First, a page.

The Running Rabbi, Binyomin Davis, Qualifies for Boston Marathon

Rabbi Binyomin Davis with his wife Gevura Davis (Courtesy of Rabbi Binyomin Davis)

At his Kol Nidre service this past year, Rabbi Binyomin Davis told his Aish Chaim congregants a story.

In the 2022 Philadelphia Marathon, Davis was running with his son, Ezy, biking alongside him. Ezy could see his father racing hard but slowing down. So, he called out to his old man.

“Im lo achshav, eimatai?”

It’s Hebrew for, “If not now, when?” It’s also the famous line, attributed to Rabbi Hillel, from the Pirkei Avot (Ethics of the Fathers) section of the Talmud.

Davis finished the race with a fast enough time, under three hours and 10 minutes, to qualify for the Boston Marathon.

“That’s true for us. If not now, when? You want to wait another year? Five years? Ten years?” the rabbi asked his Main Line congregants. “We don’t know how many years God is going to bless us with.”

The rabbi, now 45, ran when he was a yeshiva student in Israel. But as he met his wife, Aish Chaim Joint Director Gevura Davis, and started raising their family, now six kids, he stopped. Then he picked up the hobby again in 2013 because he thought he was a little out of shape. Over time, his goal became to participate in running’s most prestigious U.S. event.

On April 15, he will.

“It’s about showing my family and people I work with, you can set a goal and achieve it,” he said.

When he started running again in 2013, Davis could only complete a mile.

“If you want to change the direction you’re on, it starts with the first change,” he said. “But then you get in a flow and rhythm, and you get good.”

Soon enough, Davis could run a 7-minute mile. Then he could finish two or three.

In 2015, he moved with his family to Elkins Park to run Etz Chaim, the outreach organization that eventually became Aish Chaim. There was a park near the office so the rabbi would run on occasion.

From left: Rabbi Binyomin Davis, son Baruch Davis and Rebbetzin Gevura Davis (Courtesy of Rabbi Binyomin Davis)

But the “big change” happened two years later, Davis said. That was when he went on vacation with his father-in-law. The older man was trying to get in shape and running 5Ks and 10Ks.

“He said, ‘Come out with me,’” the rabbi recalled.

Davis stuck with him for 6.2 miles in the hot South Carolina sun.

“I started doing 10Ks on my own,” he said.

Then in 2018, Davis went on an Etz Chaim trip to Israel with a man named Ken Kurtz. The man told the rabbi about marathoning. A couple of months later at Etz Chaim’s Sukkah party, Kurtz brought it up again.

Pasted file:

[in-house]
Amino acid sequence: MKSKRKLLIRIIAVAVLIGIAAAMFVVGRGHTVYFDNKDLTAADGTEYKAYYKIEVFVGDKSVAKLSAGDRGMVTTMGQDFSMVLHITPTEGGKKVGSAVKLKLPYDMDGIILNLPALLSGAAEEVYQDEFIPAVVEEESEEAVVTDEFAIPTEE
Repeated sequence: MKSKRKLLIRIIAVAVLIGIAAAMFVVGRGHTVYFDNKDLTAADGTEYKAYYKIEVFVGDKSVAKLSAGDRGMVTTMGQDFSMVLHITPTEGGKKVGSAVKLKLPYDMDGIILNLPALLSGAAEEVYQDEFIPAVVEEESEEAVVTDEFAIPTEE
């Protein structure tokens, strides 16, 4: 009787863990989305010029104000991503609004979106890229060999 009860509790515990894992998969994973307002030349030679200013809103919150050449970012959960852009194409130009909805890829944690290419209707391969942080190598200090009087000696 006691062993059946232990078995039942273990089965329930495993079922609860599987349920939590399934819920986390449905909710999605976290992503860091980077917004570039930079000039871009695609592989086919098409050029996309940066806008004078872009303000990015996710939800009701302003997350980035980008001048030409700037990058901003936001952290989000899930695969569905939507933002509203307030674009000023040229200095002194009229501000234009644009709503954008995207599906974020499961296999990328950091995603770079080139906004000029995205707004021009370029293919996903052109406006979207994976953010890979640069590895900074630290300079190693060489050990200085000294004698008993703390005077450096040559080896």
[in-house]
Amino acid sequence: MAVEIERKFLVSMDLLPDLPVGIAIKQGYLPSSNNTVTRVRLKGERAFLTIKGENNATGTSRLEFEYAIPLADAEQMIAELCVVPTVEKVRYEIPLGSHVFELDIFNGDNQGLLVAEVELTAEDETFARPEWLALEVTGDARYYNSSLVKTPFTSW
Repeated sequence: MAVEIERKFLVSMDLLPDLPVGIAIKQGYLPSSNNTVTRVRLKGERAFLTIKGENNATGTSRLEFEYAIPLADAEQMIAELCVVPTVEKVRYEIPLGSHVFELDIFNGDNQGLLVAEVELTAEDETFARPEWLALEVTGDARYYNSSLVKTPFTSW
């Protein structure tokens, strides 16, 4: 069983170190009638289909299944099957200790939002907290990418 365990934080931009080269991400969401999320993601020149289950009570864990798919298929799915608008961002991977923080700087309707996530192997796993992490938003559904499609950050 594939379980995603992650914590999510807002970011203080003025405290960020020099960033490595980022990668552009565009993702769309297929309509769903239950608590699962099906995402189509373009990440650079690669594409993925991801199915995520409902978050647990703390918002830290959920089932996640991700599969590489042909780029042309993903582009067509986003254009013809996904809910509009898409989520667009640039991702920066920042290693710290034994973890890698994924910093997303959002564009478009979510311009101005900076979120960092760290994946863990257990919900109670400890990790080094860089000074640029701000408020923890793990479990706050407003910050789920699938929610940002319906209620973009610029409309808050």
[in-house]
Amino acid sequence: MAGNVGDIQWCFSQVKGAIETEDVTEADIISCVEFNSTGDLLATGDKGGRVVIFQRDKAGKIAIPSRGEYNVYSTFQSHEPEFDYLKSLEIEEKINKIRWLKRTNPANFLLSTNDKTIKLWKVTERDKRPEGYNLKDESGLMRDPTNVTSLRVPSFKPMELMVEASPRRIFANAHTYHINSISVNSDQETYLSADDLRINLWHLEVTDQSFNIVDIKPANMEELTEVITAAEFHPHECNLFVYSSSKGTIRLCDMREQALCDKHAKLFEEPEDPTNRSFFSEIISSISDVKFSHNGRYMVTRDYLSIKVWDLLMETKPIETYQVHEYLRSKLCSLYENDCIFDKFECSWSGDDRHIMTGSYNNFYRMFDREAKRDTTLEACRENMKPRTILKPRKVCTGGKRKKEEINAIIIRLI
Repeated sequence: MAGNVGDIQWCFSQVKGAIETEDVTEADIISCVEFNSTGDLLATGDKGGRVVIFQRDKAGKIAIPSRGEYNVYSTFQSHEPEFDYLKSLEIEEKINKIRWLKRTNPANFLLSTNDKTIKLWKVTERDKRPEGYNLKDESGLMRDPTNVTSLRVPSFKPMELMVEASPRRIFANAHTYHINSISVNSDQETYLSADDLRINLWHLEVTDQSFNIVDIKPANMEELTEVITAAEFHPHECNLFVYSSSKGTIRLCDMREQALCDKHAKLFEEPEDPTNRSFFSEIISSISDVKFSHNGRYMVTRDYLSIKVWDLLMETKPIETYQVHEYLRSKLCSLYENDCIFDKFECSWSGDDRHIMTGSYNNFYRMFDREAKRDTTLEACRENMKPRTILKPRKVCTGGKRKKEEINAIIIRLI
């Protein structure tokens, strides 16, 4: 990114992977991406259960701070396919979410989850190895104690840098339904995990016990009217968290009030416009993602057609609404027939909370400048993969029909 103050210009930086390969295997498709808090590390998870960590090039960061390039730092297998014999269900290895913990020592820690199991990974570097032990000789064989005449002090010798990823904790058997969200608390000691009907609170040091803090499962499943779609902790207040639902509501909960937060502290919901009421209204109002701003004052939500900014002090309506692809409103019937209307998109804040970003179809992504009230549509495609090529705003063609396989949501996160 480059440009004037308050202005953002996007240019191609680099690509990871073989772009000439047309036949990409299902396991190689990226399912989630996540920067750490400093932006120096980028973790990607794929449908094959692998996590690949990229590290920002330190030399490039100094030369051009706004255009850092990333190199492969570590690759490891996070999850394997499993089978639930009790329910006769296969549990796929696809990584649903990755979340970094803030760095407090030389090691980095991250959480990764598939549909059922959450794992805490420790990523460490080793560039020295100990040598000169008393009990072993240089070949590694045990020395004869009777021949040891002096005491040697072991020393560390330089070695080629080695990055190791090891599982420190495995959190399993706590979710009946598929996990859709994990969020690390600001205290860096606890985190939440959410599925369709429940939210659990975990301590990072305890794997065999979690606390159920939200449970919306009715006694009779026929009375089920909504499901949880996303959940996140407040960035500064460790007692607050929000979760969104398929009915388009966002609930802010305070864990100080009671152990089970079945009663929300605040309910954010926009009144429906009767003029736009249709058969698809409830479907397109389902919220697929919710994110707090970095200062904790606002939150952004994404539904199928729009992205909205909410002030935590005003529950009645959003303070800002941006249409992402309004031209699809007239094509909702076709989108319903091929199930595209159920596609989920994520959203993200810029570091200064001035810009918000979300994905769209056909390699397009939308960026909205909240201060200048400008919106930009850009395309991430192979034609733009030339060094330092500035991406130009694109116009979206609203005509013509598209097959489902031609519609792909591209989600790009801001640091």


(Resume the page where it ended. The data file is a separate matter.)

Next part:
“He said, ‘You have to do a marathon,’” Davis recalled.

The rabbi went home and checked the date of the Philadelphia Marathon. It was less than two months away.

“I didn’t know you were supposed to train for a marathon for 4-5 months. I just signed up,” Davis said.

He finished in three hours and 36 minutes.

As the rabbi was “limping past the finish line,” another runner asked him what time he ran. Then Davis returned the question.

“He said, ‘I’m trying to get a Boston Marathon qualifier,’” the rabbi remembered. “I said, ‘What’s that?’”

The running rabbi had a new goal: finish a marathon in under three hours and 10 minutes.
He got there by running five or six days a week. Davis only took off from running on Shabbos because he’d have to do it after sundown. As a rabbi and father, he barely had time. But he found it.

Some days, he was not able to run until midnight…on the treadmill in his basement. He did it anyway.

“I tried to squeeze it in,” Davis said.

After so much running, the rabbi is in fine shape. It also helps him work out his thoughts for sermons or other rabbinical duties. But most importantly, he improved himself in a way that he probably never expected.

“What God wants from us is to not be static human beings,” he said. “We can constantly learn, seek, grow and improve ourselves in every aspect of who we are.”

Boston will be a victory lap, according to Davis. When he crosses the finish line, he’s going to breathe and enjoy the moment.

“We’re allowed to enjoy things for a few minutes. That encourages us to work hard the next day,” the rabbi said.

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